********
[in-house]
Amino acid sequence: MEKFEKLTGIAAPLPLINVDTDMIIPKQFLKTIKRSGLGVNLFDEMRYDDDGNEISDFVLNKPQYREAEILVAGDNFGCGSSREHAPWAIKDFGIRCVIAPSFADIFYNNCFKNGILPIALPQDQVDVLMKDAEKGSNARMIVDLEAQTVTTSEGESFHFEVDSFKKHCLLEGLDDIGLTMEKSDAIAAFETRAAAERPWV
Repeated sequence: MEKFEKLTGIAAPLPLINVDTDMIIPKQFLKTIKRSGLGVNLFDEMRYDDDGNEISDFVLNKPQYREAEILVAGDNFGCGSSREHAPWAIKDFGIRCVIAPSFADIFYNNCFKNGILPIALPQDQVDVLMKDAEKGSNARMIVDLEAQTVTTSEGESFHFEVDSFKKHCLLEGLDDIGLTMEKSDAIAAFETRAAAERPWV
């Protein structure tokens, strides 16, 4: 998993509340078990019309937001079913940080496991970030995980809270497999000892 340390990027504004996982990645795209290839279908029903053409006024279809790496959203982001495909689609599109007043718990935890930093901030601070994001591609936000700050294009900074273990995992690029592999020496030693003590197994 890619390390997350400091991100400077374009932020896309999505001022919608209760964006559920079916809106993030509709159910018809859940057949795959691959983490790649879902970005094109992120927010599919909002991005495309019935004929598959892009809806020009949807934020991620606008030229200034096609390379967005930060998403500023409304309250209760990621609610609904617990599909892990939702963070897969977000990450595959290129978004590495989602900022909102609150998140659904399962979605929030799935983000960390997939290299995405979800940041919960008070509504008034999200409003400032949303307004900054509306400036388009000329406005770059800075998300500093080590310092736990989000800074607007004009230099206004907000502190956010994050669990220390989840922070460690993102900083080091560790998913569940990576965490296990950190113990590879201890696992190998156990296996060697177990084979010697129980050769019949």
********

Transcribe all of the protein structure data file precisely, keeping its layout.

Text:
[in-house]
Amino acid sequence: MEKFEKLTGIAAPLPLINVDTDMIIPKQFLKTIKRSGLGVNLFDEMRYDDDGNEISDFVLNKPQYREAEILVAGDNFGCGSSREHAPWAIKDFGIRCVIAPSFADIFYNNCFKNGILPIALPQDQVDVLMKDAEKGSNARMIVDLEAQTVTTSEGESFHFEVDSFKKHCLLEGLDDIGLTMEKSDAIAAFETRAAAERPWV
Repeated sequence: MEKFEKLTGIAAPLPLINVDTDMIIPKQFLKTIKRSGLGVNLFDEMRYDDDGNEISDFVLNKPQYREAEILVAGDNFGCGSSREHAPWAIKDFGIRCVIAPSFADIFYNNCFKNGILPIALPQDQVDVLMKDAEKGSNARMIVDLEAQTVTTSEGESFHFEVDSFKKHCLLEGLDDIGLTMEKSDAIAAFETRAAAERPWV
């Protein structure tokens, strides 16, 4: 998993509340078990019309937001079913940080496991970030995980809270497999000892 340390990027504004996982990645795209290839279908029903053409006024279809790496959203982001495909689609599109007043718990935890930093901030601070994001591609936000700050294009900074273990995992690029592999020496030693003590197994 890619390390997350400091991100400077374009932020896309999505001022919608209760964006559920079916809106993030509709159910018809859940057949795959691959983490790649879902970005094109992120927010599919909002991005495309019935004929598959892009809806020009949807934020991620606008030229200034096609390379967005930060998403500023409304309250209760990621609610609904617990599909892990939702963070897969977000990450595959290129978004590495989602900022909102609150998140659904399962979605929030799935983000960390997939290299995405979800940041919960008070509504008034999200409003400032949303307004900054509306400036388009000329406005770059800075998300500093080590310092736990989000800074607007004009230099206004907000502190956010994050669990220390989840922070460690993102900083080091560790998913569940990576965490296990950190113990590879201890696992190998156990296996060697177990084979010697129980050769019949």